The reduction in the number of servers also solved a cooling problem the county experienced when the server room air conditioner couldn't keep up with the heat produced by the servers. Fewer servers also let the IT staff make better use of the server room's physical space, a boon for a county with limited resources and capacity to expand its IT operations.
"In the future, our entire environment will be virtualized," Lee says. "We'll be able to run all our services on one server and have one for backup."
The savings provided by the virtualization has given Baker County the ability to pursue new technology, even though its budget has been flat for years. Lee says the county recently implemented a Barracuda Networks web filtering system and plans to add mobile device management from AirWatch.
"We had to become more efficient, and we had to cut costs. The way we do that is to utilize technology," Warner says.l
Need for Speed
Among the many benefits Baker County enjoys from implementing server virtualization is the ability to build server templates for later use.
IT technician Jill Finney says that allows the county to provision new servers quickly and easily. For example, when Technology Director Bill Lee told Finney he needed a new File Transfer Protocol server, she immediately provided him with a previously created template. He made a few minor changes and had the new server up and running in a matter of an hour or two, whereas installing a physical server would have taken more than a day.
"It shaves a lot of time off, having those ready to go," Finney says.
One of the most difficult challenges Baker County faced in the aftermath of its courthouse flooding in 2010 was quickly re-establishing Internet connectivity. The county's Internet service provider told officials the service could be restored to an alternative location in two weeks, a timeframe county officials considered unacceptable, both for the citizens who needed services and the employees who needed to be paid on their regular schedule.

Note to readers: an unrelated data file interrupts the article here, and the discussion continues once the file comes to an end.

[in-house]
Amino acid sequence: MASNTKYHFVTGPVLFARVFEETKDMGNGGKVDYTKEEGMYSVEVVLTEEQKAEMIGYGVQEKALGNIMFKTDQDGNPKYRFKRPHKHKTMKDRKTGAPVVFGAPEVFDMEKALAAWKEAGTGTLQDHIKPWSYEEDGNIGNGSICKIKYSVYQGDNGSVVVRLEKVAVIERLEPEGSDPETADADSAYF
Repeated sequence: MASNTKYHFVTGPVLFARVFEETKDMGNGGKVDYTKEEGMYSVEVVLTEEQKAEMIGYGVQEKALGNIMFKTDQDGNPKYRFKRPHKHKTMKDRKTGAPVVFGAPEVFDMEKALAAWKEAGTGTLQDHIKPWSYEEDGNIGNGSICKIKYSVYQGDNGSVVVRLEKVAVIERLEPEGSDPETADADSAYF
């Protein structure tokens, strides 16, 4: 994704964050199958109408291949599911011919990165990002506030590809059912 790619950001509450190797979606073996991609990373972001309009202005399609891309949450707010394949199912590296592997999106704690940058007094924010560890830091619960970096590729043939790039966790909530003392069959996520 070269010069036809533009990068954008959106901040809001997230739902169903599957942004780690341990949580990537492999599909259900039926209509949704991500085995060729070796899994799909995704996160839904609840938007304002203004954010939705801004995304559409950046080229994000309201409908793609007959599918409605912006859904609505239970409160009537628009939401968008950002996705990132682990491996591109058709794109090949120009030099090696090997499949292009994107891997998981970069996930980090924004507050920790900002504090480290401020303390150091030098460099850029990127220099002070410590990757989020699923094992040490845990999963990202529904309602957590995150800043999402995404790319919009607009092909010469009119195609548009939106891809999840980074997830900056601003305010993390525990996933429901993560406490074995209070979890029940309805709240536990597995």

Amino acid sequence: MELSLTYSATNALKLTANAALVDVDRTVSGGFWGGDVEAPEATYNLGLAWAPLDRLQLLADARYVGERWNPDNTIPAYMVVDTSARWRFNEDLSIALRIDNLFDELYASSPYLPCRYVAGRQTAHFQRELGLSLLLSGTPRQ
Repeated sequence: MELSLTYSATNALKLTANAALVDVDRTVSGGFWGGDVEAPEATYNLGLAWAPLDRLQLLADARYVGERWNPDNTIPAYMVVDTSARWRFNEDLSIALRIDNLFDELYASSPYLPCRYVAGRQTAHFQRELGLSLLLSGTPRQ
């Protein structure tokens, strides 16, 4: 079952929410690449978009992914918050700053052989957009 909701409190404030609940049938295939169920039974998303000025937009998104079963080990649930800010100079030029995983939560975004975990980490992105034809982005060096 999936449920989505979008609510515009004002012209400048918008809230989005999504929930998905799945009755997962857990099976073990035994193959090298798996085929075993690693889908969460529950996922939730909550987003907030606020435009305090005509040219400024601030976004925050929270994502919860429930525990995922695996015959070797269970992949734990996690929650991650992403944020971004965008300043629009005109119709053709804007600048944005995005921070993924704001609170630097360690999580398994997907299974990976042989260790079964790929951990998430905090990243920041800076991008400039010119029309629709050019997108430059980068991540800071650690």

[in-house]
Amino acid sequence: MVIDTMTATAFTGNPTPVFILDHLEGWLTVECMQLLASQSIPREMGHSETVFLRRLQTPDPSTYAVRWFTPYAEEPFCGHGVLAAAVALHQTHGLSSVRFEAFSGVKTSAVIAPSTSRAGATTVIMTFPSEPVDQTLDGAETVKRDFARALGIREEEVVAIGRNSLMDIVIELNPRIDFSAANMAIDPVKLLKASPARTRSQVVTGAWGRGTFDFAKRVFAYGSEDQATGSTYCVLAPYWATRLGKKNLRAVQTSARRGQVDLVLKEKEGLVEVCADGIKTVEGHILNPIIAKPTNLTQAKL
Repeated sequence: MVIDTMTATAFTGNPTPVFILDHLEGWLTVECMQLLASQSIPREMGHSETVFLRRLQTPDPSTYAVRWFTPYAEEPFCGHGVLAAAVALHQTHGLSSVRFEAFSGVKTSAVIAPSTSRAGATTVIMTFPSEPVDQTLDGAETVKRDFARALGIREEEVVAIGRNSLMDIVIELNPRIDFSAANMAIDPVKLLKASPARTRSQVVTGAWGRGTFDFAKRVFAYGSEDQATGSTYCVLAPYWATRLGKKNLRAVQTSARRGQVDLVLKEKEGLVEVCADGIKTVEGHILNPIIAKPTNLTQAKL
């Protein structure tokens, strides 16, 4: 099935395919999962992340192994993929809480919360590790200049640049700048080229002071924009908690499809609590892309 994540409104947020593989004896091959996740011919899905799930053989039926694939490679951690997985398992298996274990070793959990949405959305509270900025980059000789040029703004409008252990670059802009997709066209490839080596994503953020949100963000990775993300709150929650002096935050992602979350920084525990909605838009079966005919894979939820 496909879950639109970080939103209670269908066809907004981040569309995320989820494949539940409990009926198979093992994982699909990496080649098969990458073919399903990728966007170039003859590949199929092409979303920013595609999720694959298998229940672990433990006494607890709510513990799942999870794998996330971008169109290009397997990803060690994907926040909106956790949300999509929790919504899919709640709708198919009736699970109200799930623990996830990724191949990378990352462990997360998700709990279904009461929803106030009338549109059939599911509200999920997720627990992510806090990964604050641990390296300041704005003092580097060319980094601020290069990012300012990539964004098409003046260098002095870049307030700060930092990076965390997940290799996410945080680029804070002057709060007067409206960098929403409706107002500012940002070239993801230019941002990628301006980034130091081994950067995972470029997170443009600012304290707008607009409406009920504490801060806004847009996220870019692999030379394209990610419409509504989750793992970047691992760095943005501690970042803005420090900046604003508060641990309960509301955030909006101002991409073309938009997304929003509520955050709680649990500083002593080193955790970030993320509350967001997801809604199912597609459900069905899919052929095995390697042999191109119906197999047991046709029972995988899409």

County officials worked with the provider to restore services more quickly, but not before a period of great stress and difficulty. Preparing for such issues before a disaster would greatly smooth recovery, says Mark Bennett, the county's director of emergency management.
Fred Warner, chairman of the Baker County Board of Commissioners, offers these tips to help bounce back from disaster:
- The involvement of rank-and-file workers is essential. "I think you have to have good people," says Warner, adding that non-IT workers helped with some of the technology-related problems the county experienced, such as re-wiring the network.
- Communication is vital. County officials met quickly to settle on a plan to bounce back from the flooding, involving input from a variety of sources.
- Know what assistance technology can provide. Funding will always be short, Warner says, but knowing how IT can fill in the gaps can offer a head start on recovery.